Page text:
More than 1,200 people are expected to attend today's luncheon banquet, themed "65 Years and Still Going for Broke." The "Go For Broke" motto of the 442nd Regimental Combat Team and the 100th Battalion is pidgin for "shoot the works" or "go all-out."
The annual banquet caps a weekend of festivities that included recognition by both houses of the state Legislature on Friday and a family fun day yesterday at Keehi Lagoon's Disabled American Veterans park. Yesterday's activities began with a ceremony honoring the 442nd veterans, including Medal of Honor recipient Shizuya Hayashi, who died March 12.
The keynote speaker at today's luncheon will be Medal of Honor recipient and U.S. Sen. Daniel Inouye, who lost his right arm while serving with the 442nd RCT's E Company.
The 442nd doesn't hold the distinction of being the first Army unit composed of Japanese Americans. That distinction falls to the 100th Battalion, which left Hawaii on June 5, 1942, for training at Camp McCoy in Wisconsin. It went into battle in Salerno, Italy, on Sept. 26, 1943. Both units comprised Hawaii and mainland nisei volunteers.
When the call went out for volunteers in 1943, more than 6,000 Japanese Americans in Hawaii volunteered. Nearly 3,000 were accepted. An additional 1,500 volunteered from behind the barbed-wire fences of mainland internment camps. Designated as the 442nd Regimental Combat Team, the special Army unit participated in major battles at Sasseta, Belvedere and Po Valley-Gothic Line, the rescue of the Lost Battalion from Texas and the invasion of Southern France.
On June 15, 1944, the 100th became the first battalion of the 442nd RCT.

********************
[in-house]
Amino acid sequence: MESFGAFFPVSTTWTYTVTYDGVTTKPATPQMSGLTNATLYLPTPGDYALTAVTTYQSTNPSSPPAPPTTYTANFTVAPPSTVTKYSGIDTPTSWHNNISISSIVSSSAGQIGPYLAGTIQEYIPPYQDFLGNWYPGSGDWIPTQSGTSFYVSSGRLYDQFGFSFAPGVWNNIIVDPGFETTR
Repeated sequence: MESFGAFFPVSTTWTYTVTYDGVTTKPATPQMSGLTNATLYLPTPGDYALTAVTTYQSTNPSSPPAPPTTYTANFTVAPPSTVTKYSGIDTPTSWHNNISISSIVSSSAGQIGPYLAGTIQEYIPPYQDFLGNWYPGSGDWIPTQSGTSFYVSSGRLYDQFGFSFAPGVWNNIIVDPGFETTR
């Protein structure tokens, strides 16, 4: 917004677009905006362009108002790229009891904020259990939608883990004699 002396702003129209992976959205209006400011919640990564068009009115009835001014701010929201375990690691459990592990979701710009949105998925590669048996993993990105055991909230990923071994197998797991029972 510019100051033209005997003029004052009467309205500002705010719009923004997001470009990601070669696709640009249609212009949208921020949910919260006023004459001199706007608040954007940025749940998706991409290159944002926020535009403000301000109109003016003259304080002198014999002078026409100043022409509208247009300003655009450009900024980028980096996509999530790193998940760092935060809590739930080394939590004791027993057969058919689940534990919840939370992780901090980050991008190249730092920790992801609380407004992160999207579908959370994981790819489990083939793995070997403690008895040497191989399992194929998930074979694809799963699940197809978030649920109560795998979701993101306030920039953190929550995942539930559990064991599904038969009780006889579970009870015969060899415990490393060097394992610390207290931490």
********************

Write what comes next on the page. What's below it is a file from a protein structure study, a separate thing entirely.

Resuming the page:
In his book, "Americans: The Story of the 442nd Combat Team," published in 1946, author Orville C. Shirley listed 8,256 soldiers from Hawaii and the mainland as belonging to the two groups.
Eileen Sakai, president of the Sons and Daughters of the 442nd RCT, said that it is believed there are only 1,900 surviving nisei soldiers today who once were members of the 100th Battalion and the 442nd RCT.
Sakai acknowledges that the task of perpetuating the legacy of the 100th Battalion and the 442nd RCT falls in part to her generation, and planning is under way to determine what should be done.
"What will happen to the veterans club once there are no longer sons or daughters is what is being explored," Sakai said.
The aging soldiers of the 100th Battalion and the 442nd RCT are still fiercely loyal to their unit. They maintain separate clubhouses in the McCully-Moiliili area.
However, as their numbers have dwindled in recent years, the nisei warriors have combined activities. Three years ago, they decided to hold a joint memorial service annually in late September to honor the death of the first nisei soldier, a member of the 100th Battalion.
Donald Shimazu, who headed the 442nd Veterans Club in 2000, said there are plans to develop a history and learning center, which could be housed at the organizations' current Wiliwili Street address.
Thompson, 84, said the veterans club also is working with the University of Hawaii Foundation to fund a scholarship program.